Korn’s spot as a headliner on this year’s Rockstar Energy Drink Mayhem Festival tour is appropriate, as there was a considerable amount of mayhem — both sonically and emotionally — in the making of its new album.
Frontman Jonathan Davis says “Korn III — Remember Who You Are,” which debuted at No. 2 on the Billboard 200 chart after its mid-July release, was charged in ways both good and bad, and that even the latter helped bring the album to a place that made the band proud.
“We wanted to recapture the original vibe of those early Korn records, the first two records,” Davis, 39, explains citing 1994’s “Korn” and 1996’s “Life is Peachy.” The group has gone on to sell more than 35 million albums worldwide and win two Grammy Awards.
“We didn’t want to copy those records,” Davis adds. “It was just about the vibe and the way we recorded them and how we did things then. It was a lot simpler.”
And, he adds, getting back into that mindset was “pretty easy. It was like riding a bicycle.” The first thing Korn did was recruit Ross Robinson, who produced those other albums, to work on “Korn III.” Robinson took the quartet into a relatively tiny studio dubbed The Catbox, where Davis says the group members were literally “right on top of each other.”
“We were crammed in there, that’s for sure,” the singer recalls. “(Amplifier) headstocks were hanging over cymbals, and I was hanging right over Ross in this teeny little room. But doing that got us into a vibe ’cause we could feed off each other. We could see what everyone was playing.
“It was amazing to do that again, ’cause it had been awhile since we wrote and recorded like that as a band.”
Korn also made a decision to go old school in recording to tape rather than to computer and do away with the experimentation of its recent albums, particularly its untitled 2007 release.
“We stripped away all the technology, the bull ... no vocal tuning or anything,” Davis explains. “It’s just a simple Korn record ... with just drums, bass, guitar, me. It was like a breath of fresh air. The more we wrote and then started tracking the songs, the more we remembered how much better it is, and ‘What the ... were we thinking before?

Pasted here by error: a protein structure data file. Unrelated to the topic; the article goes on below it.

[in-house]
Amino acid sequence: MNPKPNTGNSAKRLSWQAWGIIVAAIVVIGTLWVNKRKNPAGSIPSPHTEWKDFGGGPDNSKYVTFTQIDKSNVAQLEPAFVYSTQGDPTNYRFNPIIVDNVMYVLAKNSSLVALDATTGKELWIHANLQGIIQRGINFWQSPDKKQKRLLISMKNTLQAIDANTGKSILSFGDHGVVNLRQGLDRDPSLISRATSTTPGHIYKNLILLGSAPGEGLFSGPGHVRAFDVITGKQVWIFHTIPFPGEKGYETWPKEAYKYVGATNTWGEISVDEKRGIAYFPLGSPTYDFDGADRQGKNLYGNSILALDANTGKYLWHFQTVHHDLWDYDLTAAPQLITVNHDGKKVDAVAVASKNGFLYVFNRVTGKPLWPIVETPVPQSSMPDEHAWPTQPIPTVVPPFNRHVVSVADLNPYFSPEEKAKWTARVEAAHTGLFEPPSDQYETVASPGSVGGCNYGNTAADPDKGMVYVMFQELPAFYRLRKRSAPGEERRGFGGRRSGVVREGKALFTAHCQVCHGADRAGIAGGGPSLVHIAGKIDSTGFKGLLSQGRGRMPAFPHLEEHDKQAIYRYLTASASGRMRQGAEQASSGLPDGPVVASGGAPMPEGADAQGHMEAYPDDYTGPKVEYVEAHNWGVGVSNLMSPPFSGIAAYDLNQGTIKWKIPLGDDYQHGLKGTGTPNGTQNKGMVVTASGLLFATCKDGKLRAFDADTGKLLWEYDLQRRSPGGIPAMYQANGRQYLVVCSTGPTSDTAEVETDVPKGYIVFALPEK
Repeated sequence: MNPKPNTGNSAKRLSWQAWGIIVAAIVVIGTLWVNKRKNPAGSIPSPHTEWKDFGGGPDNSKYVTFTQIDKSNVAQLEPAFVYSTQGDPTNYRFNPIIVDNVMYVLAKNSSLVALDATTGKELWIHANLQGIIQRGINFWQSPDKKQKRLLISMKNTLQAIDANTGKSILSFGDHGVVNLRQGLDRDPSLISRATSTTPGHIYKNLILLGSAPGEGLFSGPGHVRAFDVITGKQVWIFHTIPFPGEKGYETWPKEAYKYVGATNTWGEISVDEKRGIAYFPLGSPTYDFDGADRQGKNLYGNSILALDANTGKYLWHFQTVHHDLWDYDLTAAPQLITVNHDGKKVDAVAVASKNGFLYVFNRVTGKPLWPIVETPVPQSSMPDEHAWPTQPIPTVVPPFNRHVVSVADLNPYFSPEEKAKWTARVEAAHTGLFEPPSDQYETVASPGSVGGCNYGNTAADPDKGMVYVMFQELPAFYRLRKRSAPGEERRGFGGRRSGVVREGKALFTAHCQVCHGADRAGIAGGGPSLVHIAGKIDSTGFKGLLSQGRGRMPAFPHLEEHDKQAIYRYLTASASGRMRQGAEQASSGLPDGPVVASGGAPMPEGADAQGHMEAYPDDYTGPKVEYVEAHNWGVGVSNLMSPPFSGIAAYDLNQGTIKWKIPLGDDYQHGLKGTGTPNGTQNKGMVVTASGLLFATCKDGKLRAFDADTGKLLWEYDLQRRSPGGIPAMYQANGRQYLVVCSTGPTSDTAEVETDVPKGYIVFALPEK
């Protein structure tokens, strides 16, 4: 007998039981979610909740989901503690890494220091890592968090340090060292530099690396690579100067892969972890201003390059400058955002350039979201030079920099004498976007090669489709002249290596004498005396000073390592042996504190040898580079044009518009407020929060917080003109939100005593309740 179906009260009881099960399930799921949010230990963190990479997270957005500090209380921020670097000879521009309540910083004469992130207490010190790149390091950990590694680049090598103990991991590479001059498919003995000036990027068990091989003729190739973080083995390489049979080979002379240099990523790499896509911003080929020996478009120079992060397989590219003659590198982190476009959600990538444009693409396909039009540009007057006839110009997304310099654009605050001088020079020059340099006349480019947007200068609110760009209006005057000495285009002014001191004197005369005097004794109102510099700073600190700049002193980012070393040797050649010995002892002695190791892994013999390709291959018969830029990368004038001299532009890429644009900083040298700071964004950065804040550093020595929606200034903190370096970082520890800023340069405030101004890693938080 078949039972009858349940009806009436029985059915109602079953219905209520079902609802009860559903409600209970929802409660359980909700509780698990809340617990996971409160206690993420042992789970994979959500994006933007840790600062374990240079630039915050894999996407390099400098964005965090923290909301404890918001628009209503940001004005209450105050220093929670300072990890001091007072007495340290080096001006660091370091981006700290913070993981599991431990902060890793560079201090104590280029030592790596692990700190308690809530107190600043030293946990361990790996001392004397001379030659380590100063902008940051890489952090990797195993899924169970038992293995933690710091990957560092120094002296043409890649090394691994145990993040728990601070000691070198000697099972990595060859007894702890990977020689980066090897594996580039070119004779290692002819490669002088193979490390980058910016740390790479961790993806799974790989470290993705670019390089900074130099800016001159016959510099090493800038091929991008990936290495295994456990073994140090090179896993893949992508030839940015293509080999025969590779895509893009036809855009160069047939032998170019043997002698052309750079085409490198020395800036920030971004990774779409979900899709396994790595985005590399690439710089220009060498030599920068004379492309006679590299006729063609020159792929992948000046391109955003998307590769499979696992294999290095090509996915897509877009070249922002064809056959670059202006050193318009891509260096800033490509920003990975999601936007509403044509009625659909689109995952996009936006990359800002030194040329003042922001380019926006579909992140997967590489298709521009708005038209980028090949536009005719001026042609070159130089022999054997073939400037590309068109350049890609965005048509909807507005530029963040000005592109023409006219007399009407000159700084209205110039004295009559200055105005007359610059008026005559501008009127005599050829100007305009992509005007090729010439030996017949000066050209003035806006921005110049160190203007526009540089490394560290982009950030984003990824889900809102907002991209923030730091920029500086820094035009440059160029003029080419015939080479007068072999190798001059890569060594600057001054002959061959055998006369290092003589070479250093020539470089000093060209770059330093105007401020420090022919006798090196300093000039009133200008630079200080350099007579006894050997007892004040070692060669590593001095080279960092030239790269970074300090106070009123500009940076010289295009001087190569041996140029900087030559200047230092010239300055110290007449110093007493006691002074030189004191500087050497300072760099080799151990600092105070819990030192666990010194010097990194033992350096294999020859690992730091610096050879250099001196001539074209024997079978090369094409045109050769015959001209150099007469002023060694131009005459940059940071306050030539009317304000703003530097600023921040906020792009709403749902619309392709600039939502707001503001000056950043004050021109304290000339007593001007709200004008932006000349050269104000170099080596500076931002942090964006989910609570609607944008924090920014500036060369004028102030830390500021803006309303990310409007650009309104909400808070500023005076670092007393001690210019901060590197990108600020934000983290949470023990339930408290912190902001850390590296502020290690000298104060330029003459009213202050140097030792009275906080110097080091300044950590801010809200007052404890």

“That’s the only way we’ll make albums anymore, with Ross or anybody else.”
Working with Robinson might present a conundrum for Davis. As much as he loves the finished product, making “Korn III” was “sheer ... torture and hell” for the singer, primarily due to Robinson. According to Davis, the producer dug deep into his angst-filled lyrics, forcing him to confront his demons and at one point even having Davis sing one track with his wife looking on in the studio.
“I’d come in with some lyrics,” Davis recalls, “and we’d go through them line by line and talk about everything that was behind them, and (Robinson) would really want to get inside them. And once I’d get in there and start to sing he would use those things against me, like pouring salt on the wound.
“He got into my head and took me to a very bad place. I relapsed into ... depression, hard. I got suicidal. I even had my psychiatrist (angered), wanting to call (Robinson) and say, ‘What are you doing to this poor kid?’ It was getting bad when the doctor started to get involved.”
Noting that Robinson also played mind games with drummer Ray Luzier, Davis says he didn’t talk to Robinson “for a long time” after the album was recorded. “But I called him up and said ‘thank you,’ because he did what he had to do to get this record right,” he concedes. “I knew it was necessary, but it was hell.”
The group is having a more relaxed time on the road with the Mayhem tour, unveiling what Davis calls “an amazing stage set” designed to look like an oil field in a nod to “Korn III’s” first single, “Oildale (Leave Me Alone).” The irony is that Davis is also leading a boycott against the BP oil company by touring rock bands in retaliation for the company’s handling of the Gulf of Mexico oil spill in April.
“I’ve always hated bands that mixed politics and music, but we felt like we needed to do something in this case,” Davis explains. “It was just us on board when we first started, and I think Backstreet (Boys) hopped on and I was kind of taken aback and thought that was cool. It’s basically let’s try to send a message out to this company — all the companies — ‘cause anyone who’s touring buys a lot of gas, so we can really make a dent.
“Other people say, ‘Why don’t you do a benefit concert?’ Those things don’t really make that much money. This is an easier way to do something about it. It’s as simple as not buying their products.”
Korn performs as part of the Rockstar Energy Drink Mayhem Festival, taking place at 2:15 p.m. Friday, Aug. 6, at the DTE Energy Music Theatre, Sashabaw Road east of I-75, Independence Township. Other acts include Rob Zombie, Lamb of God, Five Finger Death Punch, Hatebreed, Chimaira, Shadows Fall, Atreyu, Norma Jean, In This Moment, 3 Inches of Blood, Wings of Plague and the Metal Mulisha freestyle motocross team. Tickets are $59.50 and $39.50 pavilion, $25 lawn with a $79 lawn four-pack. Call 248-377-0100 or visit www.palacenet.com.
Send your thoughts and comments to